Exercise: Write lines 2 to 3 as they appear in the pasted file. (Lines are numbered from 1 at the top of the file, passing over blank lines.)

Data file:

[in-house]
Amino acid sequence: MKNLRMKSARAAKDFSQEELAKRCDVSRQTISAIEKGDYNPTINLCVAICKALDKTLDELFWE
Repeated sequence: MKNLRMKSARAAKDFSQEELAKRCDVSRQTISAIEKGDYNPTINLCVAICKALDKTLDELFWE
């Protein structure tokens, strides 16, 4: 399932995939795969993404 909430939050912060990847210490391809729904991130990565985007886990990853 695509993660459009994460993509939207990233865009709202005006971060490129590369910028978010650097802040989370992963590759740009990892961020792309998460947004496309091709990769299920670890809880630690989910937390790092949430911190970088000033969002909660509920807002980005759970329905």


Amino acid sequence: MKNLRMKSARAAKDFSQEELAKRCDVSRQTISAIEKGDYNPTINLCVAICKALDKTLDELFWE
Repeated sequence: MKNLRMKSARAAKDFSQEELAKRCDVSRQTISAIEKGDYNPTINLCVAICKALDKTLDELFWE